The Last Word

01.03.12

Pneumatics in the 21st century

Source: Rail Technology Magazine Feb/March 2012

Ian Morris, director of the British Fluid Power Association, looks at the advantages of pneumatic equipment within a range of industrial sectors, and focuses on some of the more recent innovations that have made pneumatics more compelling than ever as an effective means of producing mechanical motion.

Pneumatics is a fluid power technology that has long been deployed in an array of industrial sectors such as mining, offshore/marine, rail, road transport, construction and even dentistry. Examples of pneumatic equipment include everything from pneumatic actuators, cylinders and motors, tools such as industrial nail guns and drills, pressure regulators, pressure switches and vacuum pumps, air brakes on trains, buses and trucks, not to mention air compressors. This equipment can provide the user with a cost-effective, flexible, reliable and safe means of producing mechanical motion.

Sound of the Underground

Every day thousands of people get on and off trains on the London Tube system and take it for granted that the doors open and close with that familiar and reassuring quiet hiss.

How many of them realise that it is in fact a fluid power technology, pneumatics, which is driving the doors and creating that confidence in the safety and reliability of such a fundamental part of the train journey?

The sliding doors on many vehicles, and particularly trains, are for the most part operated pneumatically, and this has stood the test of time for many years as cost-effective, reliable and, above all safe, in an industry where passenger safety has to be the first priority.

With regard to pneumatic actuation, the biggest marketplace for this technology is often referred to as ‘general industrial’. This market comprises a very large customer base for lightweight low-cost pneumatic movement actuators that are deployed on everything from factory assembly machines, stamping machines, sorting machines and much more. In terms of vertical market sectors within this industrial space, they are very diverse and cover pharmaceutical, food & beverage, printing and packaging and many more sectors besides. Therefore, during a market downturn, this level of user diversity means pneumatics isn’t normally as badly affected as some other technology sectors that are more reliant on a narrower band of industry sectors. So, from the supplier’s, contractor’s and distributor’s perspective, it is heartening to know the pneumatics market is therefore comparatively well-protected against the vagaries of market demand.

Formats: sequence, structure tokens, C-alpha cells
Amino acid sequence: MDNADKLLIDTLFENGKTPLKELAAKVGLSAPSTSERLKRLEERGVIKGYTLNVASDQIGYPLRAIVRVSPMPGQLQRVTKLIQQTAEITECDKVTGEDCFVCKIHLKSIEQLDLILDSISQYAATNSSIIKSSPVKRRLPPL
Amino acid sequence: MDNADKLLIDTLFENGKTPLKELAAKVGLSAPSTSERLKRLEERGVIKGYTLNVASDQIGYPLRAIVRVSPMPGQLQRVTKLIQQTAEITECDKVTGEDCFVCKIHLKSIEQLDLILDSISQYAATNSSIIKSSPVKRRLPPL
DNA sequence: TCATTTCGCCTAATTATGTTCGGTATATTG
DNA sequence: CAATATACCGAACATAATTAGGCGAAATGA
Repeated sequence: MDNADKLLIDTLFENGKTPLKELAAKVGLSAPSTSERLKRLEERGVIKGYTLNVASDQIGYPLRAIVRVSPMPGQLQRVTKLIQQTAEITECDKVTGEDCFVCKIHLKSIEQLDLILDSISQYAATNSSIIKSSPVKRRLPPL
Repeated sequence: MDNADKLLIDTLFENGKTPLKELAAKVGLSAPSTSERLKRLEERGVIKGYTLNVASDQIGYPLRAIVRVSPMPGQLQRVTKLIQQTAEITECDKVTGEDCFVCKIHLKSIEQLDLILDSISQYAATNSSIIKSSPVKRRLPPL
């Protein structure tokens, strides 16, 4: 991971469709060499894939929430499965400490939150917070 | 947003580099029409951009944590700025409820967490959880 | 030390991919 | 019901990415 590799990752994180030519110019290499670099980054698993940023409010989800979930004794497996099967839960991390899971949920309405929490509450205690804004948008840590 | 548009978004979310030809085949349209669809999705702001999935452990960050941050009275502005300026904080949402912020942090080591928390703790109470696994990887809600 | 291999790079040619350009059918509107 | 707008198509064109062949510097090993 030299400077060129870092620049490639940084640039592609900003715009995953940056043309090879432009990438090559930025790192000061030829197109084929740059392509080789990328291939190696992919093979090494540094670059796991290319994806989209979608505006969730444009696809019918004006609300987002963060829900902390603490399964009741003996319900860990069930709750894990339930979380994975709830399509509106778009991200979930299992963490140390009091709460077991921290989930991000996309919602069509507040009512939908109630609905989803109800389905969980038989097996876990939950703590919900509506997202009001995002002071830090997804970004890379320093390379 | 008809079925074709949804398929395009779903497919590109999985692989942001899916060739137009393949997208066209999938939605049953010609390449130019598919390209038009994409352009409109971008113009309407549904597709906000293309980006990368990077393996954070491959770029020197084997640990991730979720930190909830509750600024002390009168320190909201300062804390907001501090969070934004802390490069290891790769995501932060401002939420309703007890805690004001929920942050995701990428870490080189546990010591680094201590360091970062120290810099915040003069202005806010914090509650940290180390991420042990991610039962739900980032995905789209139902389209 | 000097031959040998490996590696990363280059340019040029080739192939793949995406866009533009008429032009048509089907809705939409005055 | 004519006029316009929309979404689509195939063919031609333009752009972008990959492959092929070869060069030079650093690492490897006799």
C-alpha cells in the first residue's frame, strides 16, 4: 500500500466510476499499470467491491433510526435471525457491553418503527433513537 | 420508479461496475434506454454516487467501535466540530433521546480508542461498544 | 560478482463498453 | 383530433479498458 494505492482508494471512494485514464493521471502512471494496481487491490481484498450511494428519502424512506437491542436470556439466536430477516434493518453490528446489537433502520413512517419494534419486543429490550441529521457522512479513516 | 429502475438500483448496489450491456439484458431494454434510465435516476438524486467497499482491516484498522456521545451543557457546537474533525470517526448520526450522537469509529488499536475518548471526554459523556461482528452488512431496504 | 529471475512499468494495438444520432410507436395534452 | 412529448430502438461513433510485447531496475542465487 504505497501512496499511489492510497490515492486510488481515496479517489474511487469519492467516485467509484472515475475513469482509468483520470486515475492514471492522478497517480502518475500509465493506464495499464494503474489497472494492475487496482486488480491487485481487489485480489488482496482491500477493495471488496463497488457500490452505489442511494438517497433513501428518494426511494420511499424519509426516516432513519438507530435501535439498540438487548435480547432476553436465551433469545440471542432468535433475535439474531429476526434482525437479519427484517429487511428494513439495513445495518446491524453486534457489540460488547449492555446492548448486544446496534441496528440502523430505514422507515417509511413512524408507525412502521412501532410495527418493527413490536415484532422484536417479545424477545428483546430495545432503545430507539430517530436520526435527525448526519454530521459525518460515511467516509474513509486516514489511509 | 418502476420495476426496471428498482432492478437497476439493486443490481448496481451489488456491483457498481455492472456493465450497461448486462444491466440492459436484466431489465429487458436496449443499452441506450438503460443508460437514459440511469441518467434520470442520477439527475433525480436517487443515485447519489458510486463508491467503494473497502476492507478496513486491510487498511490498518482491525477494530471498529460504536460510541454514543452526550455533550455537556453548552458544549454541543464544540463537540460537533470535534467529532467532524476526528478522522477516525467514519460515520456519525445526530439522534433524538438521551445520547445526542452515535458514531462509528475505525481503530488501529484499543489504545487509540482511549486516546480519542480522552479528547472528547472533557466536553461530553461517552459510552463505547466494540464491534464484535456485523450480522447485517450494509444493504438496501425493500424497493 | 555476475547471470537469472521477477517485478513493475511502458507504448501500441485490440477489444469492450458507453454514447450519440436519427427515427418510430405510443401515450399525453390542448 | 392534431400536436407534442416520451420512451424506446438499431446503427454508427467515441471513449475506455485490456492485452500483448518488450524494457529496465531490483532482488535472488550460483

Maintenance and durability

Business aspects aside, there are also a wealth of advantages for users in choosing pneumatics as their preferred mode of power transfer. Take maintenance, for example. If we compare a linear drive unit based on a pneumatic cylinder with an electric rack and pinion drive, we can see that on a rack and pinion system there are many wearable parts, such as bearings and gears. The pneumatic cylinder, on the other hand, just moves backwards and forwards day in day out, with only minimal levels of friction taking place. Additionally, the lack of complexity regarding most pneumatic parts means the maintenance of components is a simple process when the time comes.

Pound for pound, the pneumatics option is very cost-effective to operate on a daily basis too. There is also simplicity of installation to consider. These days, the use of highly reliable and flexible nylon tube makes routing much less of a problem. Fast-fit connectors, as their name suggests, make assembly very quick. Another compelling selling point for pneumatic components is their simplicity of design and very good power-to-weight ratio. Pneumatic components are lightweight and easy and quick to install. The design of modern fittings means pipe installations can be done very quickly and cost-effectively – it’s often a simple case of ‘plug and play’. And because of the affordability of pneumatic equipment such as cylinders and actuators, together with the related nylon tubing etc, holding inventory is not a high-cost proposition.

With pneumatics there are also pronounced energy benefits to consider. In static conditions a pneumatic system (or, indeed, fluid power systems in general) do not use any energy. For example, when users want to hold a pneumatic cylinder in its current position they simply lock off the valves necessary to effect the task and the cylinder stays static.

The British Fluid Power Association (BFPA) will be exhibiting at the International Fluid Power Association (IFPEX) from 17 to 19 April 2012. 

Tell us what you think – have your say below, or email us directly at opinion@railtechnologymagazine.com 

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